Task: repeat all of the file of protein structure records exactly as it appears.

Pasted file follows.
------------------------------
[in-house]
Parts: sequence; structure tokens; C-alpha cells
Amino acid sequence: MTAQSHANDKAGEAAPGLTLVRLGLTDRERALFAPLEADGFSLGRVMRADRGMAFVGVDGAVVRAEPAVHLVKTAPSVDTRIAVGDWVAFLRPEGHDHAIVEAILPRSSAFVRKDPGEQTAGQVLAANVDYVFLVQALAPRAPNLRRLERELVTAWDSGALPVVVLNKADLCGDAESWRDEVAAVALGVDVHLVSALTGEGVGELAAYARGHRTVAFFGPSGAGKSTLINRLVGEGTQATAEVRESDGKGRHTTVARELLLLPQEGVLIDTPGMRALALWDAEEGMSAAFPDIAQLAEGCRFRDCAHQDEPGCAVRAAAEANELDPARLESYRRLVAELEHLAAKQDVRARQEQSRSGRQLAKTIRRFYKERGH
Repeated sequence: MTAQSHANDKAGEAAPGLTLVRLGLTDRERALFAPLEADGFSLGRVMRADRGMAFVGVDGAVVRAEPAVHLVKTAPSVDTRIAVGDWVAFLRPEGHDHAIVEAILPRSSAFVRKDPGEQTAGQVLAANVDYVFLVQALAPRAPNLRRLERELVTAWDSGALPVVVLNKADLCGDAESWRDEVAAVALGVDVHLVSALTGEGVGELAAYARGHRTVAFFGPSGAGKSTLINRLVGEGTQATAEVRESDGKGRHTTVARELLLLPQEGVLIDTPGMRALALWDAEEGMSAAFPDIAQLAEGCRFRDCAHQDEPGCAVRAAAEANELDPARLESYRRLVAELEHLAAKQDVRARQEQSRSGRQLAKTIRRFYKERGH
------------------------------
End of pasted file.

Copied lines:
[in-house]
Parts: sequence; structure tokens; C-alpha cells
Amino acid sequence: MTAQSHANDKAGEAAPGLTLVRLGLTDRERALFAPLEADGFSLGRVMRADRGMAFVGVDGAVVRAEPAVHLVKTAPSVDTRIAVGDWVAFLRPEGHDHAIVEAILPRSSAFVRKDPGEQTAGQVLAANVDYVFLVQALAPRAPNLRRLERELVTAWDSGALPVVVLNKADLCGDAESWRDEVAAVALGVDVHLVSALTGEGVGELAAYARGHRTVAFFGPSGAGKSTLINRLVGEGTQATAEVRESDGKGRHTTVARELLLLPQEGVLIDTPGMRALALWDAEEGMSAAFPDIAQLAEGCRFRDCAHQDEPGCAVRAAAEANELDPARLESYRRLVAELEHLAAKQDVRARQEQSRSGRQLAKTIRRFYKERGH
Repeated sequence: MTAQSHANDKAGEAAPGLTLVRLGLTDRERALFAPLEADGFSLGRVMRADRGMAFVGVDGAVVRAEPAVHLVKTAPSVDTRIAVGDWVAFLRPEGHDHAIVEAILPRSSAFVRKDPGEQTAGQVLAANVDYVFLVQALAPRAPNLRRLERELVTAWDSGALPVVVLNKADLCGDAESWRDEVAAVALGVDVHLVSALTGEGVGELAAYARGHRTVAFFGPSGAGKSTLINRLVGEGTQATAEVRESDGKGRHTTVARELLLLPQEGVLIDTPGMRALALWDAEEGMSAAFPDIAQLAEGCRFRDCAHQDEPGCAVRAAAEANELDPARLESYRRLVAELEHLAAKQDVRARQEQSRSGRQLAKTIRRFYKERGH